As a collector of photographs, I am drawn to faces: the hints of personality in an unflinching gaze or a sidelong glance. Periodically I find myself haring off in a new direction, and this latest detour is perhaps unsurprising: I’ve started collecting royal cartes de visite, with a focus on the family of Queen Victoria and her -in-laws. (Just in time for the royal engagement, in fact!)
There is something pleasing about Queen Victoria and her family: it is large enough, complex enough, and far-flung enough to be a challenge. (I am still working on some of the sons- and daughters-in-law – I only just reached the full complement of Victoria’s nine children.) In these images, one can see the distinctive Hanoverian and Coburger physiognomies, as divided up between the offspring of Victoria and Albert. In the following images there is even the hint of the modern royal look, in Princess Louis of Hesse’s infant daughter, Victoria, later Princess of Battenberg and then Marchioness of Milford Haven – and the grandmother of Prince Philip, Duke of Edinburgh. Continue reading Royal cartes de visite→
Mrs. Gray’s diary entry for Easter Sunday 1865 continues.
61 Bowdoin Street, Boston, 16 April 1865: Vice President Johnson was sworn into office yester’y morning in place of our beloved President Lincoln. He is said to be a man of great natural ability but very uneducated. Has been very influential among the loyalists of Tennessee & the West. He was so disgracefully drunk on the 4th of March as to mortify and alarm us all very much. But we hear since that that was an accident – he is habitually a thoroughly temperate man, and was overcome then by what would have affected most men not at all, owing to his being so entirely unaccustomed to the use of stimulants. If he will but keep good advisers about him! And we will hope so. It is said his wife taught him to read and write after their marriage! Continue reading ‘Nothing from the Boston Courier’→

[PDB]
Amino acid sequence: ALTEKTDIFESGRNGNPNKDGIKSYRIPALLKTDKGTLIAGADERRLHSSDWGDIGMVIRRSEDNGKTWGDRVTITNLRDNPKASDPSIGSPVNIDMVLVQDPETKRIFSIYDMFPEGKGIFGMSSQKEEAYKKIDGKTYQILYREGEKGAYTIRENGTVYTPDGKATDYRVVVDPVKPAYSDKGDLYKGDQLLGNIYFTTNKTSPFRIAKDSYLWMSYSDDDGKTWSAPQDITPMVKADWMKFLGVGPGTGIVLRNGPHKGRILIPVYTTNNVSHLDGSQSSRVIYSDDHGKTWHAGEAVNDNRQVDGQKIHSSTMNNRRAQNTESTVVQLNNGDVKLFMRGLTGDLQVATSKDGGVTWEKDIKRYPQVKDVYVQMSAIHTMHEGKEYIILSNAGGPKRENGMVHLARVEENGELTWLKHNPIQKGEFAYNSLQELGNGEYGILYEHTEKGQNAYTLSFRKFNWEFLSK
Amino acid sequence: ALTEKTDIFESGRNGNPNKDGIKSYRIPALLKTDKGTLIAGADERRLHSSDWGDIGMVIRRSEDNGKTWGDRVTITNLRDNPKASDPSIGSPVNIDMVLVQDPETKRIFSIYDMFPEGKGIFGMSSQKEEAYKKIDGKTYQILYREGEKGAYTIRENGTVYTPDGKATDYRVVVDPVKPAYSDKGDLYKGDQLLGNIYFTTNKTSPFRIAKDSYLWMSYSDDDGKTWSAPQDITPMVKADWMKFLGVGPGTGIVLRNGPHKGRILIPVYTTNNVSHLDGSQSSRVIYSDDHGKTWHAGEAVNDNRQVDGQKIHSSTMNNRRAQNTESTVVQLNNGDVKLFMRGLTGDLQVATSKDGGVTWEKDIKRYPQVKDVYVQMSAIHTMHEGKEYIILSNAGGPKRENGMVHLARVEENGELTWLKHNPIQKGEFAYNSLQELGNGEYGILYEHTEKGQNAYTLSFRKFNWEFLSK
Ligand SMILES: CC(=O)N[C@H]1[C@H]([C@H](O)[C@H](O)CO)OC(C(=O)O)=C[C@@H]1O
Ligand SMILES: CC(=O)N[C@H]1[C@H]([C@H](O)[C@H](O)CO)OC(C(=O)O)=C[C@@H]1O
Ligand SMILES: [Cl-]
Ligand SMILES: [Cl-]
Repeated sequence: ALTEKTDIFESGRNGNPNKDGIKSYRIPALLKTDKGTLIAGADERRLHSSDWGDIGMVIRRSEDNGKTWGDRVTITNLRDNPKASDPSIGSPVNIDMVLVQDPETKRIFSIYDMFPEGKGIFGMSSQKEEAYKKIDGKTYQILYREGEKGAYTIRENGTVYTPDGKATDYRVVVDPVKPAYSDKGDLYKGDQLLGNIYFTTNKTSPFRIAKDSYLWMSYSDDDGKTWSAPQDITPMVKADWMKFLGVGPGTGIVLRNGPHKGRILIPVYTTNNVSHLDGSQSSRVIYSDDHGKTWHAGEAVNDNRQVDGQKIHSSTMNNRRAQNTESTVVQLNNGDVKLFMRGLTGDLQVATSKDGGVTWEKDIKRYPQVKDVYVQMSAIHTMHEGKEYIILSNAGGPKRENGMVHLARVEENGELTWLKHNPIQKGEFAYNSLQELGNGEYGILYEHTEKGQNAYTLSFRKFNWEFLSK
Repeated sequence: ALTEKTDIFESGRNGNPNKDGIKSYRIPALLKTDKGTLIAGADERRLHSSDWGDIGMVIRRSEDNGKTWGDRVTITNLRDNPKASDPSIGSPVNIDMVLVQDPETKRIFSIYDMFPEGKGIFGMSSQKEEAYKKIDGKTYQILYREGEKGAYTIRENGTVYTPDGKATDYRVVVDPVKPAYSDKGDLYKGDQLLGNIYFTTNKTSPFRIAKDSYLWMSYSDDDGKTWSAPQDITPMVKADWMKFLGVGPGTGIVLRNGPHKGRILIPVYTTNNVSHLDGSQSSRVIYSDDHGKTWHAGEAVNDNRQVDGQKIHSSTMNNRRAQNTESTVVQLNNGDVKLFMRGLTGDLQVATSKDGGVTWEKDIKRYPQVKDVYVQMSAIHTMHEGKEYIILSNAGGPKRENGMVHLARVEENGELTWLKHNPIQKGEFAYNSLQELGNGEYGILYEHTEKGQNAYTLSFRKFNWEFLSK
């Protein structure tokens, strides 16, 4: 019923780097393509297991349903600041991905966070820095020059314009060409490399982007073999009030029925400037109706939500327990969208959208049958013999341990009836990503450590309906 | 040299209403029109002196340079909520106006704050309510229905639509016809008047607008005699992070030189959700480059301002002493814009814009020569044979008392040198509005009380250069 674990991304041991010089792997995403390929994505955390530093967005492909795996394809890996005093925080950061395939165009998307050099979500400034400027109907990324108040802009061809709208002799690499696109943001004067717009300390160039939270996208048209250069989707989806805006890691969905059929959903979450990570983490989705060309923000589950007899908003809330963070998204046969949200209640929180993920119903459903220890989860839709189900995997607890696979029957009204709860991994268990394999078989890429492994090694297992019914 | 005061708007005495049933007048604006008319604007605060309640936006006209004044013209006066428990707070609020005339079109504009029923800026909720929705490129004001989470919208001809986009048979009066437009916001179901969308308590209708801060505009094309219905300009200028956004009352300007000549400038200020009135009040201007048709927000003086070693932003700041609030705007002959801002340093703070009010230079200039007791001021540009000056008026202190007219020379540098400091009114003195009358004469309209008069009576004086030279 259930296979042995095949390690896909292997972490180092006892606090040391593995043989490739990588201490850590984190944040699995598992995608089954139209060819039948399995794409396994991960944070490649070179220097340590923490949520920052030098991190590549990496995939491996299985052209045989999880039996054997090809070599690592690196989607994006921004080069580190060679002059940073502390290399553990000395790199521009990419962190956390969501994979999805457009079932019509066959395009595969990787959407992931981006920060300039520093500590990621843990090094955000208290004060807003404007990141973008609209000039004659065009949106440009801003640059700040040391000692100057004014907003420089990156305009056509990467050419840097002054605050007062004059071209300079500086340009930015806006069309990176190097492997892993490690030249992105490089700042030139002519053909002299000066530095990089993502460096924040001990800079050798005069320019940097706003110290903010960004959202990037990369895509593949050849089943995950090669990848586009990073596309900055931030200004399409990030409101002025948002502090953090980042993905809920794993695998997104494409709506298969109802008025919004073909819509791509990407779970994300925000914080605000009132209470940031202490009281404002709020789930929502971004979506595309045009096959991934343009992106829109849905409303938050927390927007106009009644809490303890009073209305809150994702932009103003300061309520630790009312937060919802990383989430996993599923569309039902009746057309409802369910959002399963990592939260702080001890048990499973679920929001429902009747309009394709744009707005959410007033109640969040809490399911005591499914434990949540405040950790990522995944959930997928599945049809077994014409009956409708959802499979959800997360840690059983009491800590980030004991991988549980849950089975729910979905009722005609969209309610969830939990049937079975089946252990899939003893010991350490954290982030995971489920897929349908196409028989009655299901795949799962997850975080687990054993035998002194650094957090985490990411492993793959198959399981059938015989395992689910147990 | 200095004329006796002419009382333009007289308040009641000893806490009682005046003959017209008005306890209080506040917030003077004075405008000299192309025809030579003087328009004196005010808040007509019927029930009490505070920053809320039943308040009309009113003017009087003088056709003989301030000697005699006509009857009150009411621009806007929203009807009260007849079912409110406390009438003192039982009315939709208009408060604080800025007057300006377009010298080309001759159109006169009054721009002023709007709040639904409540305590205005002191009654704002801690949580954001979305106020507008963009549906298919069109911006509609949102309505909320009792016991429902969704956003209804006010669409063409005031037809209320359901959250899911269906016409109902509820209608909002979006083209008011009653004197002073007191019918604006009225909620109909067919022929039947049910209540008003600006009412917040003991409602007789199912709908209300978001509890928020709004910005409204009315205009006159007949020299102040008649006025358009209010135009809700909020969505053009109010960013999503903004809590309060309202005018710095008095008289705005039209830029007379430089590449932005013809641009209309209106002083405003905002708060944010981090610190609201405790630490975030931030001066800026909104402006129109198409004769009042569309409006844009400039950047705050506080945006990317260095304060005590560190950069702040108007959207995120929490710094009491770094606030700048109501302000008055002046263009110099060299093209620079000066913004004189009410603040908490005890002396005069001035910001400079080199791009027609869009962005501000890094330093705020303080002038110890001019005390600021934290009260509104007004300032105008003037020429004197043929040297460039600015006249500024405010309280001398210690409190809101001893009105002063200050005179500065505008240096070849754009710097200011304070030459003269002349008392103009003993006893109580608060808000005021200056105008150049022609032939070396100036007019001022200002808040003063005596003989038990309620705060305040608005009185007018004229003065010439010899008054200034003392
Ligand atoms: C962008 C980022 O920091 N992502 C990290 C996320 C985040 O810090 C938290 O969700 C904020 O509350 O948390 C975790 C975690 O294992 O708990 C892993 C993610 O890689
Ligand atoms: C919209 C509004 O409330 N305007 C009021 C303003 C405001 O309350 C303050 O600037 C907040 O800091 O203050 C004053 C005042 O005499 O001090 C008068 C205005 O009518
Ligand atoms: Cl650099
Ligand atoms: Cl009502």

Mrs. Gray’s Easter Sunday entry for 1865 is one of the longest in the diary. In it, she grapples with the sharp shock of President Lincoln’s assassination at the moment of the Civil War’s end. Her 15 April diary concludes “A horror of darkness & gloom has settled over all. This awful calamity shuts out every thought but of itself…”
61 Bowdoin Street, Boston, Saturday, 15 April 1865: Oh, dark, dark day! Our great, good, wise President, is dead – assassinated in Ford’s theatre, in Washington City at about 20 minutes past nine last evg. Shot through the head, and lay insensible till about 22 minutes past seven this morning when he breathed his last. The assassin is supposed to be J. Wilkes Booth, the actor, and brother to the great tragedian Edwin Booth.
…At about the same hour another desperado made his way past the servants, into Secretary Seward’s sick chamber, leaped upon his bed and stabbed him three times about the head and neck – stabbed Major Seward in the arm & head – mortally wounded the nurse, a man, who leaped on the bed behind him and tried to pinion his arms – and also injured a state messenger, who was in the room – thus disabling entirely the four unarmed & astounded men who opposed him he too made his escape. Continue reading ‘The noble pilot’→
Today’s announcement of the engagement of Prince Henry Charles Albert David of Wales and Ms. Rachel Meghan Markle reminds me of an interesting genealogical tree that recently entered the Society’s collection. Bought by D. Brenton Simons from an antiquarian book dealer in the United Kingdom, it is a print from the 1900 edition of Mrs. Oliphant’s Queen Victoria: A Personal Sketch.
A simpler version of the royal family tree published for the Queen’s Diamond Jubilee in 1897, the print treats the Queen (but not her late husband, Prince Albert, who had died as long ago as 1861) as the trunk of the tree, with her eldest children as the most established branches. Continue reading A royal engagement→
I wrote two years ago about the incredible value of Civil War pensions, but a recent example reminded me that occasionally just getting a valuable pension may be challenging as well. Whenever I realize a Civil War pension exists, whether for a book project or an article, I almost always request it, on the strong likelihood that it will provide further genealogical information, as well as substantial biographical data on the veteran’s life, his widow, and sometimes other family members. Continue reading Bunching pensions→